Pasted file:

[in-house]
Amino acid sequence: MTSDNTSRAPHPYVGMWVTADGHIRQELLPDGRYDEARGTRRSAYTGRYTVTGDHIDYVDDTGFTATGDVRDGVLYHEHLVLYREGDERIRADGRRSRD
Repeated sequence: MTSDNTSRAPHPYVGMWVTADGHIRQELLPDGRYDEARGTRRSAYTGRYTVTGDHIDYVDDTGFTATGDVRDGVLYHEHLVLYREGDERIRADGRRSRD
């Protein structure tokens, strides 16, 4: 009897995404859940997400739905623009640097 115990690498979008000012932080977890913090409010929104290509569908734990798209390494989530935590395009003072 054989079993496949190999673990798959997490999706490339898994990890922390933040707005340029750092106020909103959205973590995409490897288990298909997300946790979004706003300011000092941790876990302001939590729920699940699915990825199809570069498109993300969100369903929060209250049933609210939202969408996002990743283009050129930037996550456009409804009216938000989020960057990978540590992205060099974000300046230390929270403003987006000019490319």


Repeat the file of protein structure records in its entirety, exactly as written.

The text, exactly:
[in-house]
Amino acid sequence: MTSDNTSRAPHPYVGMWVTADGHIRQELLPDGRYDEARGTRRSAYTGRYTVTGDHIDYVDDTGFTATGDVRDGVLYHEHLVLYREGDERIRADGRRSRD
Repeated sequence: MTSDNTSRAPHPYVGMWVTADGHIRQELLPDGRYDEARGTRRSAYTGRYTVTGDHIDYVDDTGFTATGDVRDGVLYHEHLVLYREGDERIRADGRRSRD
């Protein structure tokens, strides 16, 4: 009897995404859940997400739905623009640097 115990690498979008000012932080977890913090409010929104290509569908734990798209390494989530935590395009003072 054989079993496949190999673990798959997490999706490339898994990890922390933040707005340029750092106020909103959205973590995409490897288990298909997300946790979004706003300011000092941790876990302001939590729920699940699915990825199809570069498109993300969100369903929060209250049933609210939202969408996002990743283009050129930037996550456009409804009216938000989020960057990978540590992205060099974000300046230390929270403003987006000019490319």